The holy grail of hologram technology is achieving 3D projections, as seen in films like Star Wars and Total Recall. In a hybrid dance performance at Sonar+D in Barcelona, Japanese artist Daito Manabe showed off new technology that comes startlingly close to that ideal vision.
Through Tokyo-based studio Rhizomatiks Research, Manabe has explored projection-mapped dance performance, augmented reality music videos for Nasoj Thing, and avant-garde drone choreography. Recently, Manabe debuted two new installations that explore this territory in new ways. The first, phosphere, which debuted within Sonar+D's SonarPLANTA space, is a performance that paired dancers with a robotized system of lights, smoke machines, and video projectors. The other work, border, is a virtual reality installation that turned the festival's Realities+D area into a highly immersive augmented reality experience, in which a giant white sphere suspended from the ceiling digitally mutated with the surrounding space.
For phosphere, Manabe and Rhizomatiks Research collaborated with choreographer Mikiko and the dance troupe Elevenplay to create what he calls a "new breed of dance performance." Wanting to go beyond augmented reality, the idea was to feature human dancers interacting with virtual dancers in an actual 3D space.
"Up until now, the futuristic holograms you've seen in Star Wars and wherever have only been simulated in the real world using the old 'Pepper's Ghost' technique," Manabe tells Creators. "It's what they used to create the Tupac 'hologram' a few years back. Instead, I wanted the real deal. Although 3D is still nascent and thus a little primitive in terms of conceptual artistic expression, I dove in and developed an entirely new system for phosphere."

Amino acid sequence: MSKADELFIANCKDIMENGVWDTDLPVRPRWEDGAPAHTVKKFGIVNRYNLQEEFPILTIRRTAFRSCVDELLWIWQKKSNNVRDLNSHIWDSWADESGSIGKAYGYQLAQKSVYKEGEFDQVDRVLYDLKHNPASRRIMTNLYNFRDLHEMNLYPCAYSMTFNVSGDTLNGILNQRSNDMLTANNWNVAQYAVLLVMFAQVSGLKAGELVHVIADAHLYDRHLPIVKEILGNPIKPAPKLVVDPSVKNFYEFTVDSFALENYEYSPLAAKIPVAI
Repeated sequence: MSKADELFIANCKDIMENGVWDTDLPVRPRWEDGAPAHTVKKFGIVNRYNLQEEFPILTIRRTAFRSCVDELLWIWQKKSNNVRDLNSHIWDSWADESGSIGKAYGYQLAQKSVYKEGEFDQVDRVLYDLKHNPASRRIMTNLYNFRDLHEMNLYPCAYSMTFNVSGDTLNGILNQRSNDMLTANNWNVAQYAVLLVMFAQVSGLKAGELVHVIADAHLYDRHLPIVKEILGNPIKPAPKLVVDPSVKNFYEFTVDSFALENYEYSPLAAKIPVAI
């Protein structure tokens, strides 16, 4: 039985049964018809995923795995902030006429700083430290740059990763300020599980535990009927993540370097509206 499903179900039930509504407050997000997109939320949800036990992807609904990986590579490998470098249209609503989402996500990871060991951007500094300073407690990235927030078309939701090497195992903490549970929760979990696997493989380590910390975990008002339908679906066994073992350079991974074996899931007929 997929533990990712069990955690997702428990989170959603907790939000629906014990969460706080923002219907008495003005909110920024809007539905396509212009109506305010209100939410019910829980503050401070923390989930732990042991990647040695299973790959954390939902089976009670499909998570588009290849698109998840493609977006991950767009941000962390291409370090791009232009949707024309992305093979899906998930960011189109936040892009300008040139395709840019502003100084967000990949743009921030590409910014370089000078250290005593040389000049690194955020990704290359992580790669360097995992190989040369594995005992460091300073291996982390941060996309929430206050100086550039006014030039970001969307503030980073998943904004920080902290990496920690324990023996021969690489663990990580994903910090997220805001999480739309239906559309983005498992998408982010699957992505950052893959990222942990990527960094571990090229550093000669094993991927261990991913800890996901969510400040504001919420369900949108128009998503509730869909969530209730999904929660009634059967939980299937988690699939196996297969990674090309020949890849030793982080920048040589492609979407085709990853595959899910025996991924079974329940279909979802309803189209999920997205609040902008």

Until now, dancers moved on stage in a separate dimension from 2D image projections. The phosphere system allowed Rhizomatiks Research to create 3D images that could be thought of as interacting with dancers in the same dimensional plane.
There were a number of technical challenges. First of all, normal cameras weren't sufficient to film the dancers, so Manabe had to blend both 3D scanning and motion capture. Ultimately, the virtual images on their end had to be entirely 3D. So, if they wanted to illuminate a dancer's fingers as they moved onstage, the system could focus the light in real-time.
"Focusing light in one pinpoint area is called 'imaging,' and can theoretically be used to create a 3D image," explains Manabe. "It's still not perfect yet in the present environment, but I suppose that imperfection also lends something to the project."
"The original performance was based on the principle of blurring the boundaries between stage and spectator, reality and virtual fantasy," he adds, noting that for ten participants on stage, the performance required eight engineers. "It was an immensely complex undertaking."
For border, Manabe realized that Microsoft HoloLens and other see-through augmented reality, or mixed reality, with head-mounted displays that composite graphics over real world images can't really transport the viewer into a fully virtual world. On the flip side, head-mounted displays such as the Oculus Rift and Vive can only provide a fully virtual experience. Manabe wanted to, in a manner of speaking, blend the two formats.
Manabe has never created an entirely virtual piece. And, in fact, he is more interested in the border between the virtual and the real. So, in borders and other works — like his collaboration with Björk on a live streaming music video — he explores this divide.
"Amidst the deluge of VR-only pieces nowadays, I wanted to surprise viewers by exhibiting work that peripatetically shifted back and forth between VR and reality," says Manabe.
Click here to sere more of Daito Manabe's work.